Allen Klein, MA, CSP

"To the memory of those who made us laugh: to the motley mountebanks, the clowns, buffoons, in all times and in all nations, whose efforts have lightened our burden a little.

—Preston Sturges

Part 1


Within hours of the Chernobyl nuclear-power disaster, the Challenger shuttle explosion, and even the 1993 bombing of the World Trade Center, tasteless jokes, often dubbed “gallows humor,” spread like wildfire.  But the day the terrorists' attacked the World Trade Center and the Pentagon, humor, for the most part, stopped. 

The country, no, the world, was in mourning.

           Unlike Chernobyl, the terrorists' attacks weren't something that happened in some far away place.  It happened right here in the US and was the worst disaster in our history.  Unlike the Challenger explosion, where seven people lost their lives, almost 3,000 thousand people died on 9/11.  And, unlike the earlier bombing on the World Trade Center, a major landmark and symbol of the strength of the financial world was, not just damaged but, totally destroyed.

          The tragedy of September 11th was so sudden, so enormous, and so horrendous, both in terms of lives lost and global consequences, that this country and the world went into immediate and prolonged shock.  

          The gallows humor of previous disasters, no matter how tasteless, provided an outlet for people to vent their feelings.  But too many people were too close to the senseless attacks of September eleventh, and the repercussions too widespread, to joke about it.  Our sense of safety, for anyone everywhere, was threatened forever.

The Humor Blackout  

            No humor column today.  I don't want to write it
and you don't want to read it.
Dave Barry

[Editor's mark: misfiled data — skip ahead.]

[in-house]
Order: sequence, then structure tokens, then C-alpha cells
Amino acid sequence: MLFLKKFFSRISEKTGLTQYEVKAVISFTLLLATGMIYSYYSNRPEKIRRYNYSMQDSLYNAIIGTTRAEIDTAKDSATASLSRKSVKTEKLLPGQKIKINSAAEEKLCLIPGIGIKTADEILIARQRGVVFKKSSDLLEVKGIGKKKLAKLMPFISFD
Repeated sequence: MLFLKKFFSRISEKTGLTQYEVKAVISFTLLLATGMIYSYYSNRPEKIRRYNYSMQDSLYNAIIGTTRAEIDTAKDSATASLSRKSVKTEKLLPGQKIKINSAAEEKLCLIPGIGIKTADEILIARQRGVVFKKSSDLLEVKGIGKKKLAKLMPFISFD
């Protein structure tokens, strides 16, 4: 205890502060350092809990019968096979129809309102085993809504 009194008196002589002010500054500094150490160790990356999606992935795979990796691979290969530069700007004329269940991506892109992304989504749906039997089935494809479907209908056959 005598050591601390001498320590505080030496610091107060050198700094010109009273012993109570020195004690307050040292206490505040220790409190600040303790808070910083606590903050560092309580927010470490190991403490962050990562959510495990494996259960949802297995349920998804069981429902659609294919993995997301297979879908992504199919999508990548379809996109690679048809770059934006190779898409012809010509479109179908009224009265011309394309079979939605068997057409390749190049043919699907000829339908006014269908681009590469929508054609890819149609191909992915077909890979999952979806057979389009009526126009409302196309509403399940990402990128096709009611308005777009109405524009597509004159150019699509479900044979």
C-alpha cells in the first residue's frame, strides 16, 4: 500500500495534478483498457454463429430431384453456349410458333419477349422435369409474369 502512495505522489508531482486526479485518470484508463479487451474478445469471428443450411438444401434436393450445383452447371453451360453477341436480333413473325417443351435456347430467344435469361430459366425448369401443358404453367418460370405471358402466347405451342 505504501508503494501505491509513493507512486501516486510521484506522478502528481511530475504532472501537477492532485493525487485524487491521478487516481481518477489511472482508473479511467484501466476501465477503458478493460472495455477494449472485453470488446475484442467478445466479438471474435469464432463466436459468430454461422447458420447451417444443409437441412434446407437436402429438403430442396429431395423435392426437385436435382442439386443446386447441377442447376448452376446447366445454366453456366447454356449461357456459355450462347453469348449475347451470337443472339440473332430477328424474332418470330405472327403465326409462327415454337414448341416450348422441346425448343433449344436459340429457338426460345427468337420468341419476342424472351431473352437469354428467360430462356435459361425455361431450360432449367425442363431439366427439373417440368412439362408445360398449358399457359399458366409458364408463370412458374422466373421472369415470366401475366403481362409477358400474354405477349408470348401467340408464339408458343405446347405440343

Comedians and cartoonists around the country grappled with the appropriateness of humor at this tragic time.  Shows like “Late Show With David Letterman”, the "Late Late Show With Craig Kilborn” and the “Tonight Show With Jay Leno” suspended operations. 

          Any attempts at humor immediately after September 11th were deemed tasteless.  The internet, where one would usually find gallows humor, was devoid of it.  At the same time, dozens of humor lists delayed their Web postings.  And jokes, which get passed around the internet on an hourly basis, ceased.

          Magazines suspended humor too.  The New Yorker, known for its witty cartoons and playful covers, had a dark gray and black cover and no cartoons.  It was the first time since Hiroshima that the magazine was void of any humorous drawings. 

          Satiric publications, such as the Onion, which received some irate e-mails for jokes that were already in the works, also held off publishing any new material.  This was the first time in the publication's 13-year history of the Onion, known for its sarcastic twist of society and politics, that an event caused such a major editorial decision.  “The age of irony,” noted one of it’s writers, “is over.”